When a film is more interesting because of its contextual circumstances rather than for its intrinsic cinematic qualities, where exactly should the eye of the beholder land? Case in point, Saudi director Haifaa al-Mansour's Wadjda; in itself, a perfectly amiable, well-meaning but somewhat underwhelming film from a Middle Eastern cinema that is becoming progressively better known in the West. It's the story of a headstrong young girl who decides to challenge everyone's perception of her and of the roles she is supposed to take on; it reminds me of the type of story about children and their relationship with the world around them that Iranian cinema has made its own over the last few decades.

     But the fact that Wadjda was made on location in Saudi Arabia, a famously patriarchal, Muslim society where women are not allowed to pursue independent lives and careers, and written and directed by a Saudi woman, gives the film a whole other contextual importance - one that runs the risk of totally drowning its actual artistic value. The tale of the rebellious Wadjda, a stubborn tomboy who sets her sights on getting a bicycle despite society frowning on allowing girls to ride them, is given enormous grace and charm by the spunky performance of Waad Mohammed, who could be a close cousin of Marjane Satrapi's animated alter ego in Persepolis. Ms. Mohammed shows just how resilient kids can be when they will themselves to do something; here, she is stuck between the devil and the deep blue sea, that is, between her despairing mother (Reem Abdullah), forced to lose her husband due to her inability to sire him a boy, and her intimidating school headmistress (Ahd), who is a more restrictive jailer to her fellow women than a man (or, even, than the men that orbit the story) can ever be.

     Ms. al-Mansour has the setting down pat and a keen eye for her actors; hers is an agreeably modest tale, and one that is well told through the eyes of a young girl who is beginning to push at the limits of a role she was pre-assigned and is not pleased with. But that modesty is also what hampers Wadjda from becoming more than just an exotic curiosity: its engine hums rather than speeds, moving at a leisurely pace that suggests an earnest, eager exercise rather than a heartfelt, personal statement. Even given the limitations placed on Ms. al-Mansour by the rigid rules of her homeland, Wadjda is rather unimaginative and impersonal in its set-ups and pace, more functional than inspired; a perfectly regular production that may be too fragile to actually support the full weight that the context of being a Saudi film directed in Saudi Arabia by a woman has laid on it. It's unfair, but unavoidable, to compare it to another female-directed work from a closed community - Rama Burshtein's Fill the Void - and Wadjda doesn't come off as an equally affecting film. That's probably the burden of too many expectations placed on it; without them, perhaps this amiably modest film could be seen with different eyes.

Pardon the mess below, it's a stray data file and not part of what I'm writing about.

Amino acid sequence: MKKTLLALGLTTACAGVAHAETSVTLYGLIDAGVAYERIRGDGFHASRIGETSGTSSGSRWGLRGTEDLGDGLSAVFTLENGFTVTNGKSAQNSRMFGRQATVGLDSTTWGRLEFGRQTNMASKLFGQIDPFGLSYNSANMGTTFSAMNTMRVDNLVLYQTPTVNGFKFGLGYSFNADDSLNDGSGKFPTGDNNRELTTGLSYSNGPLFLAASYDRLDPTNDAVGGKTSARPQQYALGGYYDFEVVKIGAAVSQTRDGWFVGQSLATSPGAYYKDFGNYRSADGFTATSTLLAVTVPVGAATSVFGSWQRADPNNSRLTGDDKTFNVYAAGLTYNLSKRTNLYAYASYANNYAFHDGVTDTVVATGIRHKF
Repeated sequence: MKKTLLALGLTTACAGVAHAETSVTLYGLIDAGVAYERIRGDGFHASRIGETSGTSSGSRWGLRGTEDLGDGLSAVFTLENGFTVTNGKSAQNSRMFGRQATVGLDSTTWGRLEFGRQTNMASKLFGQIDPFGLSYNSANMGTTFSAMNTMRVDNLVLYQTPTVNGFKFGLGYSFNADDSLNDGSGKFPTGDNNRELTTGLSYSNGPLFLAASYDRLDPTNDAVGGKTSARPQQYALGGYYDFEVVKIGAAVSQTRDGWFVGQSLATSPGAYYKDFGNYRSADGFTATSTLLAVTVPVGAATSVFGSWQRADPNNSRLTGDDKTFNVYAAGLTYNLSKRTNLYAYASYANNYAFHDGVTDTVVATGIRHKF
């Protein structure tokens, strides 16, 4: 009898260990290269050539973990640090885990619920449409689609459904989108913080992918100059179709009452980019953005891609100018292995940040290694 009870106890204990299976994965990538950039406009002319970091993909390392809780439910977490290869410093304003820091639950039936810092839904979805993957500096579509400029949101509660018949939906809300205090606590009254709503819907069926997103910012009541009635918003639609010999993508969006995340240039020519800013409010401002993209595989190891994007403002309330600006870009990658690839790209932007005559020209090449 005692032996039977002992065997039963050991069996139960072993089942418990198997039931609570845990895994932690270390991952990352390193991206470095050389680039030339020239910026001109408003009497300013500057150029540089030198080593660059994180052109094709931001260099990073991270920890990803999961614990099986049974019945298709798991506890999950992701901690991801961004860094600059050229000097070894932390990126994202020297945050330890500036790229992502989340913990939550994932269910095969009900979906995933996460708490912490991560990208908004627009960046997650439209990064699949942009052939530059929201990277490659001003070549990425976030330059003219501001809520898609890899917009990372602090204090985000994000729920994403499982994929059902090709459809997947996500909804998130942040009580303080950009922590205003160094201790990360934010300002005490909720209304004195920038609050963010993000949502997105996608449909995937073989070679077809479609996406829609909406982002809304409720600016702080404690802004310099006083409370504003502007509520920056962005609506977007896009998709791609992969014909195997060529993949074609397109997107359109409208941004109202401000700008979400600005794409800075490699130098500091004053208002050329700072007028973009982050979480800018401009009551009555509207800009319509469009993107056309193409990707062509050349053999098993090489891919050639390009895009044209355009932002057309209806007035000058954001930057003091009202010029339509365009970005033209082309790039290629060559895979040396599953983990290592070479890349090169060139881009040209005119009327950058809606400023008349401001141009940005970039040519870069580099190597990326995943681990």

Germany, Saudi Arabia, United Arab Emirates 2012
97 minutes
Cast: Reem Abdullah, Abdullrahman al-Gohani, Ahd, Waad Mohammed
Director/writer Haifaa al-Mansour; cinematographer Lutz Reitemeier (colour); composer Max Richter; designer Thomas Molt; costumes Peter Pohl; editor Andreas Wodraschke; producers Roman Paul and Gerhard Meixner, Razor Filmproduktion, Highlook Communications Group and Rotana Studios
Screened March 7th 2014 (distributor press screening, Cinema City Alvalade 2, Lisbon)


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